A young boy ventures into the forest in search of mysterious creatures that eat sheep, in this delightfully creepy Scandinavian Gothic fable from Jonas Matzow Gulbrandsen.
Valley of Shadows
Jonas Matzow Gulbrandsen
An elegant and atmospheric horror film with a decidedly literary bent, Jonas Matzow Gulbrandsen's Valley of Shadows follows a young boy, Aslak, struggling to connect with his mother, with no father or siblings around. Left alone with his devastated single mother, Aslak lacks the ability to deal with what's going on. Worse, strange things have been happening in the area. Livestock is being slaughtered, and while the local farmers suspect a wolf, the children are convinced there's something far more nefarious going on.
Beautifully shot by the director's brother Marius, Valley of Shadows evokes the delicate intricacy of fairly-tale engravings, instilled with an acute awareness of landscape at its most eerie, powerful, and foreboding. (At times the film's look simultaneously suggests Homer Watson's gothic excesses and J.M.W. Turner's sense of nature's sublime power.)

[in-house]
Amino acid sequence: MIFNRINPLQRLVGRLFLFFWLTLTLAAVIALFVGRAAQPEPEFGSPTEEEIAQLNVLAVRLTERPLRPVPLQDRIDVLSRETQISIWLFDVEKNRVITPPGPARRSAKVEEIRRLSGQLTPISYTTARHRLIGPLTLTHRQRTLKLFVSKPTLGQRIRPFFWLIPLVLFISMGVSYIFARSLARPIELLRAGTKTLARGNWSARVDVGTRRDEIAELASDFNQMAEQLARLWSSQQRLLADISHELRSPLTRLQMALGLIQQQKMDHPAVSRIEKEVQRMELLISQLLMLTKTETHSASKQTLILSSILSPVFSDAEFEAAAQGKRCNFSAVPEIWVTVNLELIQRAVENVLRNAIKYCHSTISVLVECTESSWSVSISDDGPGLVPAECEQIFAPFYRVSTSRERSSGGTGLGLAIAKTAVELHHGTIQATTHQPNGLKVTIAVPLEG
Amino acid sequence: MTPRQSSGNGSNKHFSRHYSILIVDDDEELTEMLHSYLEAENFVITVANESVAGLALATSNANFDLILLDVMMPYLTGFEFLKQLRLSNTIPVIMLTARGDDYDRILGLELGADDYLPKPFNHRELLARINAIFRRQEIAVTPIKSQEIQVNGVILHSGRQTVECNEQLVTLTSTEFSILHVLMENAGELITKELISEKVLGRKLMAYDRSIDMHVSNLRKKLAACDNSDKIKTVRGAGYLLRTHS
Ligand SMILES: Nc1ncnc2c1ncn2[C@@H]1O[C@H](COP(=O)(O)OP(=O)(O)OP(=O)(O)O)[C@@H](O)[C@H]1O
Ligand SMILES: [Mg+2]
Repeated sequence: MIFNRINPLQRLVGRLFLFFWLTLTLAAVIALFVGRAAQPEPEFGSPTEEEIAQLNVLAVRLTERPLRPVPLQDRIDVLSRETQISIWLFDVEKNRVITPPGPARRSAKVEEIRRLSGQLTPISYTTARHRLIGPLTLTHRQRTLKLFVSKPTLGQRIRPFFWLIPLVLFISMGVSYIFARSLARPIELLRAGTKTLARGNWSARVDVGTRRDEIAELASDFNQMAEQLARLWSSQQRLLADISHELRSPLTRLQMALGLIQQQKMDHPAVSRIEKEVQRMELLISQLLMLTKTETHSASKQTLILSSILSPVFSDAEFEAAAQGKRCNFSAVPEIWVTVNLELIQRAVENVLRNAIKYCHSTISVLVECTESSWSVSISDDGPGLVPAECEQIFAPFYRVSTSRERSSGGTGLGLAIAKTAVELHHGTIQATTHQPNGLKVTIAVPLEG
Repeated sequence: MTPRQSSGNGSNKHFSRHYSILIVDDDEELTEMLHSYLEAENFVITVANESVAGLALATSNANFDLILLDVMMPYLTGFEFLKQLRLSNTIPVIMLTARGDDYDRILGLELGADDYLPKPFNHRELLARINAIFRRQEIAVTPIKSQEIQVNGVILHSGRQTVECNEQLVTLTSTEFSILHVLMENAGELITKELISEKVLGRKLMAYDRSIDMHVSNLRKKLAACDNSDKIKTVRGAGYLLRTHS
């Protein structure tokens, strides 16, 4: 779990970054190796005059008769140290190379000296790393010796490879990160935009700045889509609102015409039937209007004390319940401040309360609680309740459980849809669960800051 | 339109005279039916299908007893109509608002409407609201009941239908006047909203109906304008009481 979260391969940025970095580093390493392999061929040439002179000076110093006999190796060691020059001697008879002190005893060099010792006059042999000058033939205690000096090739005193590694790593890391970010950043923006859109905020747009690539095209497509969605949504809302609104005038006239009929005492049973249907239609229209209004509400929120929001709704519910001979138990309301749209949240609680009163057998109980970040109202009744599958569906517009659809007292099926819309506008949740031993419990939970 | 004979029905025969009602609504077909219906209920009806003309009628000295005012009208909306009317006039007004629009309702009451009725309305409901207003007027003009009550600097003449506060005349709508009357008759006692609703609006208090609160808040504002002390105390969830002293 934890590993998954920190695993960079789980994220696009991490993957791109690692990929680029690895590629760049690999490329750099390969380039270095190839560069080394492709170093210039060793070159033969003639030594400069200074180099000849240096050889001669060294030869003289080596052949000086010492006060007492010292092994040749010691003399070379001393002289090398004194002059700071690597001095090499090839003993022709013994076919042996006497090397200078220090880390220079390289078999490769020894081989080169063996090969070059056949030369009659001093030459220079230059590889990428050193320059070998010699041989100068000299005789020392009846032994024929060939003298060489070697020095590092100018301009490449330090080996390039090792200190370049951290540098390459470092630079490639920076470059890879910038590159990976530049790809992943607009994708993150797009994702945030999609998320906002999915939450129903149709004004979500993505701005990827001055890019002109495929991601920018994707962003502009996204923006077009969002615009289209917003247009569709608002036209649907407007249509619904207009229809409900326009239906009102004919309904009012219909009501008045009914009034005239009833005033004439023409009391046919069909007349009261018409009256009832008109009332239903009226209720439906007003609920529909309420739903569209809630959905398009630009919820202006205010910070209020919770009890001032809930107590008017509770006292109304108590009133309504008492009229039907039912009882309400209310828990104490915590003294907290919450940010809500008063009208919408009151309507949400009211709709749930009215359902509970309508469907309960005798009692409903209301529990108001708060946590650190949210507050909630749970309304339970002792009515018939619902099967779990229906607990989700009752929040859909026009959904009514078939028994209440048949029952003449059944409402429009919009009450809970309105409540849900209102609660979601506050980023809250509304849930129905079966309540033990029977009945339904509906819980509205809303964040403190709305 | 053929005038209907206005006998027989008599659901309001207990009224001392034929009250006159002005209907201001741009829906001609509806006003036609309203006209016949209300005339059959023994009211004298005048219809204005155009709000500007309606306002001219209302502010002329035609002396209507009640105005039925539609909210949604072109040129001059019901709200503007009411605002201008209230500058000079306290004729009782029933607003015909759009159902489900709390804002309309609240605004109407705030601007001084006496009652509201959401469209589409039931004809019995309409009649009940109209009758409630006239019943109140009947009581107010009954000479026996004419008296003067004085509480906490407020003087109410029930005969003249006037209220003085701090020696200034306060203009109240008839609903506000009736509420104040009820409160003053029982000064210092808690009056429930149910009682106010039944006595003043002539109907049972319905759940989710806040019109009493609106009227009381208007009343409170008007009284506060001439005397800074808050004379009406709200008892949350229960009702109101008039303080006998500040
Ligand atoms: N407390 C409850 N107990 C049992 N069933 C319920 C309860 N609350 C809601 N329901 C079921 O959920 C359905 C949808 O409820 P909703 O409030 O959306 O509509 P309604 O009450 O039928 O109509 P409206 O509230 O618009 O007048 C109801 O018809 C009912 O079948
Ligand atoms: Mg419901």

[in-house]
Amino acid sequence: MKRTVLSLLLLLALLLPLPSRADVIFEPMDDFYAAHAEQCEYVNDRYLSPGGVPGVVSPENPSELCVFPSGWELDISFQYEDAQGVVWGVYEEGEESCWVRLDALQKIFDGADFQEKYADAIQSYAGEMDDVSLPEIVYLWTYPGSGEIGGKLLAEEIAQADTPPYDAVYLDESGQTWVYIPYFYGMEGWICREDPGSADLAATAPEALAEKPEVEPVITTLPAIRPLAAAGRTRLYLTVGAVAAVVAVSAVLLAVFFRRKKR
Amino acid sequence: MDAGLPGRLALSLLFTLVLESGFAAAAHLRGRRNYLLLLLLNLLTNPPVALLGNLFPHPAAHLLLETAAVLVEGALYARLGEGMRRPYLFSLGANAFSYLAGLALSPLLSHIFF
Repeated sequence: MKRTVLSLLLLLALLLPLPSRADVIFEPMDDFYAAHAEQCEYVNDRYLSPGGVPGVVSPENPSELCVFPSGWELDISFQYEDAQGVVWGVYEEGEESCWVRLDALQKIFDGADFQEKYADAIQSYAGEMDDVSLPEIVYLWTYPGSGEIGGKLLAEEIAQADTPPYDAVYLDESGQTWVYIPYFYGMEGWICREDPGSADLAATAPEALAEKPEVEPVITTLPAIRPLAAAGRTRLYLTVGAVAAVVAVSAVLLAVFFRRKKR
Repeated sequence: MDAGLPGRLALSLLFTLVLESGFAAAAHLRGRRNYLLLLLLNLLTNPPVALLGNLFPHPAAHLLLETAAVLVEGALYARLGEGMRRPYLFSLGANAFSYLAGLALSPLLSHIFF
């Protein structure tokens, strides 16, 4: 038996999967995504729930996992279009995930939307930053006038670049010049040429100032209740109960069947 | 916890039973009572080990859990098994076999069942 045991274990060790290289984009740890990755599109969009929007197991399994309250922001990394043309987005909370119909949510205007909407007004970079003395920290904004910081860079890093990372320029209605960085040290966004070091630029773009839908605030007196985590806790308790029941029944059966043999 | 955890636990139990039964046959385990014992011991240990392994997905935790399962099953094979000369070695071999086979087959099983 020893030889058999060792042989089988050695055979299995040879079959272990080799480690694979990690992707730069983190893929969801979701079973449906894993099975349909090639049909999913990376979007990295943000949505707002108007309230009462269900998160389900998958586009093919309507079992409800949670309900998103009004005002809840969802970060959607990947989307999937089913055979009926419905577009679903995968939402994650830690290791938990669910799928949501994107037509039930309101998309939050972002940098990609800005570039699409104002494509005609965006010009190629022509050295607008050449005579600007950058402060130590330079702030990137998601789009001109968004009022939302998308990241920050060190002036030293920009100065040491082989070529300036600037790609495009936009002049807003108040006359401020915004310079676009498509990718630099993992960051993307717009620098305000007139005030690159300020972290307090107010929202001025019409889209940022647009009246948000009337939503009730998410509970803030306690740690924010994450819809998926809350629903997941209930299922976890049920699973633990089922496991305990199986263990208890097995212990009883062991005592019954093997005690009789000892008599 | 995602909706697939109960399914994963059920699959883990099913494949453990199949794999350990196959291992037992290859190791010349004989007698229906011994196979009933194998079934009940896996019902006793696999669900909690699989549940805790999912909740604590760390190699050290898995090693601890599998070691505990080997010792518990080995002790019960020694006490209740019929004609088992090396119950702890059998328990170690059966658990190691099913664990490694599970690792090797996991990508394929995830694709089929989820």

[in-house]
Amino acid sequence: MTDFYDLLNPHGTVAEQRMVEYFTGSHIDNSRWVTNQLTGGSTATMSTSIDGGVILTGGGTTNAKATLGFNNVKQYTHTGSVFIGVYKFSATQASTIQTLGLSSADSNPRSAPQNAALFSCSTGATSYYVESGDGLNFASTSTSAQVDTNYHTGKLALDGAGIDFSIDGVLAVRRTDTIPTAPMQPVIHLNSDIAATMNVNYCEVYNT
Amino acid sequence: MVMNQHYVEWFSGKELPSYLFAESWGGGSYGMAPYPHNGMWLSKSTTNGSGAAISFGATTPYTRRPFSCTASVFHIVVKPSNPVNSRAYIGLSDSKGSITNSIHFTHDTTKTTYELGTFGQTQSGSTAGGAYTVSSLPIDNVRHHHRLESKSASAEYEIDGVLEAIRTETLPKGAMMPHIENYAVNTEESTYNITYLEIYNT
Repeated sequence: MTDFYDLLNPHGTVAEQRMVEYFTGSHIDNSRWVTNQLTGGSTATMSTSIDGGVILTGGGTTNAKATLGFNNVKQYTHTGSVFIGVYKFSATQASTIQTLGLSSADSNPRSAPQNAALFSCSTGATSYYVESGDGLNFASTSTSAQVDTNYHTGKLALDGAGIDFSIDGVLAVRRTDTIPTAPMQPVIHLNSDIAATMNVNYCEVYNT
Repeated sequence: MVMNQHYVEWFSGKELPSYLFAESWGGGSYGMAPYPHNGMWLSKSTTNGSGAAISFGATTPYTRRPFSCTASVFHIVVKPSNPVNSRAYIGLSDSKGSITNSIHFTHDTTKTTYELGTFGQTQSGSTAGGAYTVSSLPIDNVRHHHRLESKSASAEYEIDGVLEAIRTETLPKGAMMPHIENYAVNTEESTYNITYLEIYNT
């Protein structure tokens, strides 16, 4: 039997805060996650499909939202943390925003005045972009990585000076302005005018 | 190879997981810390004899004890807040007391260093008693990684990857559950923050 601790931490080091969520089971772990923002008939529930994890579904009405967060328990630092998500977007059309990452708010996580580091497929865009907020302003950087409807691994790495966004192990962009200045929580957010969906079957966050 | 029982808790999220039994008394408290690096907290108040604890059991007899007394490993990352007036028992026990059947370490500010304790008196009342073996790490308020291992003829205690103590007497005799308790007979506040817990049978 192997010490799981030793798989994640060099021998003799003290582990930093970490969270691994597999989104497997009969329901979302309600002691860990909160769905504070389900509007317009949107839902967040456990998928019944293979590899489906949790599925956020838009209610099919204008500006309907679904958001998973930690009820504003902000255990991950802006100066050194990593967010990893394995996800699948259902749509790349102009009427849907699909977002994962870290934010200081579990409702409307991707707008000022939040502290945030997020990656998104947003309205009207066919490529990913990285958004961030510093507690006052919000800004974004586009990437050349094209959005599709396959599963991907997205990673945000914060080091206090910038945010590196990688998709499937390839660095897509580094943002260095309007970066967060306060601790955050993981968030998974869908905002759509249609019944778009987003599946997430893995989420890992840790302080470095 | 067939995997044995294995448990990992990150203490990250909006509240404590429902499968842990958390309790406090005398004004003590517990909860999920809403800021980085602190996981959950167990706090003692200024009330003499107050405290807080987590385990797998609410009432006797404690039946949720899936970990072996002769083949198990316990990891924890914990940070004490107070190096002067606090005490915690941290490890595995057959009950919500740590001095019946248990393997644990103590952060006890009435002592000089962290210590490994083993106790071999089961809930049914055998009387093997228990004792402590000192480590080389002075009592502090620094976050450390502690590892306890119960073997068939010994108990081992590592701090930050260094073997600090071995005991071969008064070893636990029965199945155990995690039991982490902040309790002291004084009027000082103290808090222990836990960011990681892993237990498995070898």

Aslak is a child with too much knowledge but nowhere near enough understanding. Exquisitely capturing his bewildered perspective, the film presents details with an unsettling unfamiliarity, as if the adult world were indecipherable and packed with curios and talismans whose functions were simply unknowable. The sparse dialogue, from the understated script courtesy of Gulbrandsen and Clement Tuffreau, only buttresses the sense of wonder. The film builds incrementally as the rational everyday world is gradually enveloped by the thick fog creeping out from the nearby woods. Featuring a spectral beauty and innocence, Valley of Shadows is a sophisticated horror movie dealing with mystery, loss, and acceptance.